On Friday the am group got to partake in a more negative side of twitching. We met at Hornsea Mere half an hour later than normal to avoid the wet start to the day. This turned out to be a good move as both sessions avoided the downpours – the afternoon session by only a couple of minutes.
Unfortunately, in the aftermath of heavy overnight rain and strong winds, there was no sign of the Roller. It had been replaced by noisy jets - not really an adequate substitute. While we scanned the area there were no hirundines over the crop this time, and although I could hear Yellow wagtails from time to time, there was only one quick glimpse. The Skylarks put on a better show, and the Whitethroat still seemed very vocal in the car park. On the return trip David noticed a Barn Owl perched on a road sign – one of the best sightings of the morning. Back at the Mere there was no sign of the Red-Crested Pochards, and very few other birds of interest. There seemed an absolute plague of Canada Geese, which appear to be taking over the site. Even their goslings had already lost that air of cuteness, which they exude in their first few weeks of life.
Bristling with Missiles
At the woodland site the Treecreeper was the star performer with excellent views of 2 birds, but especially of one confiding individual. Someone (Peter?) spotted a Buzzard soaring over the hall, and we also heard a noisy Great Spotted Woodpecker, which then flew off erratically. A pair of Red-legged Partridge rocketed up, and flew away from us & hurdled a hedge into the distance. We reached a gate, which represented the furthest extent of our walk. On Wednesday we could just hear a Cuckoo at this point, but today we couldn’t hear anything interesting, and it all seemed rather disappointing, until Jeanette turned spotted a Fox carrying a dead Rabbit. We spun round but at the same time the very bright Fox saw us, and he quickly bolted back the way he had come and disappeared into the woodland.
Pair of Linnets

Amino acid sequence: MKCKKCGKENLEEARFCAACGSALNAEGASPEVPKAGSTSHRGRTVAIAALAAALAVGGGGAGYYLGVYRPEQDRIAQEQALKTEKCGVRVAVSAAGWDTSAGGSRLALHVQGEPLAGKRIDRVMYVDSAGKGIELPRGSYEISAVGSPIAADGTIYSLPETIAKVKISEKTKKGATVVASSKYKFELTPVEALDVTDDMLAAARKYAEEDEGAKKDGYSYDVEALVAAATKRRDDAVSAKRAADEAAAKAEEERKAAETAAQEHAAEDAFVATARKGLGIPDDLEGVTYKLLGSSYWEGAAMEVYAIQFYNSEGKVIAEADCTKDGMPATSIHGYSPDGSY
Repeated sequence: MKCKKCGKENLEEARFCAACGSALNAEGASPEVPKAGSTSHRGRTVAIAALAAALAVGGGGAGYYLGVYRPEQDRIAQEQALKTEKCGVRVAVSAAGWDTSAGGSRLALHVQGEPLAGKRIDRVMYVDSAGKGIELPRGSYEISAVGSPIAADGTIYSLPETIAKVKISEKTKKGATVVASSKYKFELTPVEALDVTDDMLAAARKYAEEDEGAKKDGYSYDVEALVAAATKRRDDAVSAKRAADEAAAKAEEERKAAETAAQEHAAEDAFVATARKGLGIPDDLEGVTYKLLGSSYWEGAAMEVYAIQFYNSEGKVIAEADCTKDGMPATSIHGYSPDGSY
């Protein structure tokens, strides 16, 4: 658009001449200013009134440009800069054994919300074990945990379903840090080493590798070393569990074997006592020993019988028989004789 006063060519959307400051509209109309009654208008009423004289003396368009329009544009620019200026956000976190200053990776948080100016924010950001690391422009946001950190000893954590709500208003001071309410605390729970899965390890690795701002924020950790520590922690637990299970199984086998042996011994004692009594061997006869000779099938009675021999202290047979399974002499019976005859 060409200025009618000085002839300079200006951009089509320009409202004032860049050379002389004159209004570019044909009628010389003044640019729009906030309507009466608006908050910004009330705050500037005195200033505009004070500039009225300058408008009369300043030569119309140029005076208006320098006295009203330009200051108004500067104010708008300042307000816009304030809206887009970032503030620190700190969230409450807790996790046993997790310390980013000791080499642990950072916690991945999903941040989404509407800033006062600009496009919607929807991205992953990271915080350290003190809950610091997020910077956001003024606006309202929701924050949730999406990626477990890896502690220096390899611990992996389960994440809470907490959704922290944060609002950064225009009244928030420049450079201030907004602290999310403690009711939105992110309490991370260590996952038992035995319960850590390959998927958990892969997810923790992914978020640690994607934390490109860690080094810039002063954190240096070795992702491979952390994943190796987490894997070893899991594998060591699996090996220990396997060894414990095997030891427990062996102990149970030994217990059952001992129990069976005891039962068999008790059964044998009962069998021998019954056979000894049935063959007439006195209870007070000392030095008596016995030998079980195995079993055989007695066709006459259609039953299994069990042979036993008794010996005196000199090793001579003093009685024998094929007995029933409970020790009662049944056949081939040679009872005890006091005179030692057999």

A less red dry perched Linnet
In the afternoon we couldn’t find anything of interest at the mere, so we checked out a reserve we’ve never visited before. Even before we left the car park we came across a pair of bright Linnets and a Tree Sparrow having a bath in a puddle. We negotiated our way along the rather confusing start and blind turns among the rather recently-planted native tree species. A Swallow twittered away on an old farm building, but it wasn’t possible to snatch a picture, while a Blue Tit scolded us from a hedge. In a marshy area on adjacent land, Jim spotted a Lapwing sat on a nest. As we neared the sea the air was full of birdsong. This was made up of Skylarks, Meadow Pipits, Linnets and Reed Buntings, while large numbers of Sand Martins flitted & twittered over the long wet grass, and hung round a WWII pill-box. All but the Skylarks also sat prominently on either posts or the barbed wire. The best sight of the afternoon was seen on the return journey came when Sue W identified a Yellow Wagtail on the barbed wire. Thunder rumbled all around us with lightning flashes appearing to hit the Driffield area. One Linnet was the reddest Linnet I’d ever seen, and I even had to double-check it wasn’t a Rosefinch – it wasn’t! There was a whole family of young meadow Pipits – seemingly at least 6 juveniles – sharing their time between the wires and the mowed path, but they were flighty & it wasn’t possible to get pictures of any of them. A Willow warbler gave even briefer views as it took refuge in one of the small trees, and a Chaffinch and a flock of Starlings were the final birds we encountered. We didn’t hang around too long as eventually the ominous sky looked as though it was actually going to engulf us after all. We were just changing out of our boots and back into our shoes when the heavens opened.
An apparently intact fossilised Tree (elm?) on the cliff edge & now open to the sea with several feet of boulder clay above it